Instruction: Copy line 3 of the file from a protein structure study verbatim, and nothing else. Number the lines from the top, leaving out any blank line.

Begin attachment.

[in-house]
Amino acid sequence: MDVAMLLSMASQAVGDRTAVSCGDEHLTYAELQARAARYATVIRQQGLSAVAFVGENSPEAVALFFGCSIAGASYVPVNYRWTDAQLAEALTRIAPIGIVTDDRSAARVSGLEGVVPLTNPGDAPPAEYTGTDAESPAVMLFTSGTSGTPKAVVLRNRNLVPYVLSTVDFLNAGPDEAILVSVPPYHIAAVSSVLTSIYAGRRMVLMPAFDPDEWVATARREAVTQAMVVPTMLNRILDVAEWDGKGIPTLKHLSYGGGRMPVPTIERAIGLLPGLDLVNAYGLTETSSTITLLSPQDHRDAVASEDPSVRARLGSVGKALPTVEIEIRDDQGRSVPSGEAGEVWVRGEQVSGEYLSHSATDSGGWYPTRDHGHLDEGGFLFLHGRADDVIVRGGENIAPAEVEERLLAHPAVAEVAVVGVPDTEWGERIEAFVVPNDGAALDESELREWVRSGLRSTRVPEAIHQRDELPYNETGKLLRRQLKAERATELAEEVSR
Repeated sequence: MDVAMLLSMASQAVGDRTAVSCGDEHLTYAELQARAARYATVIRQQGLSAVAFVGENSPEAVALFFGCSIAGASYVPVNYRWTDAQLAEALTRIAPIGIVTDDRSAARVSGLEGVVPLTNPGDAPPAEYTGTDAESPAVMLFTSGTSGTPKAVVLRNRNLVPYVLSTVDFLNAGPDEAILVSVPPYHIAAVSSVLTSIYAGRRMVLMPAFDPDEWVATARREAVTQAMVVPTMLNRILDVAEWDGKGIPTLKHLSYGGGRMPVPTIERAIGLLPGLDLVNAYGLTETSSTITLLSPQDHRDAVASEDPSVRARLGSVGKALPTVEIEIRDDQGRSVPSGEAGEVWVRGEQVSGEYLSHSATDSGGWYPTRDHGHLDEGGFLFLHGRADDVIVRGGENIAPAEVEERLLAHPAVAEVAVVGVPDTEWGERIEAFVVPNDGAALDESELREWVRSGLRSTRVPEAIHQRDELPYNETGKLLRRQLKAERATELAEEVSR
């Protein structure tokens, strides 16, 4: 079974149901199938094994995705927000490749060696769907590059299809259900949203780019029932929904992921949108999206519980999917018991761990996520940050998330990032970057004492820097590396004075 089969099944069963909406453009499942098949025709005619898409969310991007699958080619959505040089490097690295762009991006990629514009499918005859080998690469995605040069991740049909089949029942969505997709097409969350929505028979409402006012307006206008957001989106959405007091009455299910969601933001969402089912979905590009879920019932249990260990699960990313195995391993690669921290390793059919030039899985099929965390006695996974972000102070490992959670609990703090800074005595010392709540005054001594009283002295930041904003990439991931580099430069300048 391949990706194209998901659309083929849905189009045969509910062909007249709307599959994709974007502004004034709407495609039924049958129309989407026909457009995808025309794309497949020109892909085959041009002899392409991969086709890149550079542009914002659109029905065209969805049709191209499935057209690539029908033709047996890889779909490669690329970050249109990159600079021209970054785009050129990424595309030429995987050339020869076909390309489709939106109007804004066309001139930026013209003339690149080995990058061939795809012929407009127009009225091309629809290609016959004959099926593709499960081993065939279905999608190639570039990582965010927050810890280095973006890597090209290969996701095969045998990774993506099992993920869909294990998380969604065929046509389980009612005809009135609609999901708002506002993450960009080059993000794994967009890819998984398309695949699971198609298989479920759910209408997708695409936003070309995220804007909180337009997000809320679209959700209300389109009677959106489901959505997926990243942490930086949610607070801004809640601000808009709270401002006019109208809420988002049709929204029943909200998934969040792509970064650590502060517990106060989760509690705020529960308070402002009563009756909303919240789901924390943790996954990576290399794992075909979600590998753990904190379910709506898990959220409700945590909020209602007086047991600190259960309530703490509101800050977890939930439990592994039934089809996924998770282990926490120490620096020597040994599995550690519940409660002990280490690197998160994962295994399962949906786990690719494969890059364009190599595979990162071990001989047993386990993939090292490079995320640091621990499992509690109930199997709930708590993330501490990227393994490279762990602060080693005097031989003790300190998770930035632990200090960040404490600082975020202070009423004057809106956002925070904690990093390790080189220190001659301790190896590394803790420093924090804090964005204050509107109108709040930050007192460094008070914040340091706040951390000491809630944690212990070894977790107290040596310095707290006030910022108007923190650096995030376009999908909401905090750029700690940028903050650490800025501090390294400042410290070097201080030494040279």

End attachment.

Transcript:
Repeated sequence: MDVAMLLSMASQAVGDRTAVSCGDEHLTYAELQARAARYATVIRQQGLSAVAFVGENSPEAVALFFGCSIAGASYVPVNYRWTDAQLAEALTRIAPIGIVTDDRSAARVSGLEGVVPLTNPGDAPPAEYTGTDAESPAVMLFTSGTSGTPKAVVLRNRNLVPYVLSTVDFLNAGPDEAILVSVPPYHIAAVSSVLTSIYAGRRMVLMPAFDPDEWVATARREAVTQAMVVPTMLNRILDVAEWDGKGIPTLKHLSYGGGRMPVPTIERAIGLLPGLDLVNAYGLTETSSTITLLSPQDHRDAVASEDPSVRARLGSVGKALPTVEIEIRDDQGRSVPSGEAGEVWVRGEQVSGEYLSHSATDSGGWYPTRDHGHLDEGGFLFLHGRADDVIVRGGENIAPAEVEERLLAHPAVAEVAVVGVPDTEWGERIEAFVVPNDGAALDESELREWVRSGLRSTRVPEAIHQRDELPYNETGKLLRRQLKAERATELAEEVSR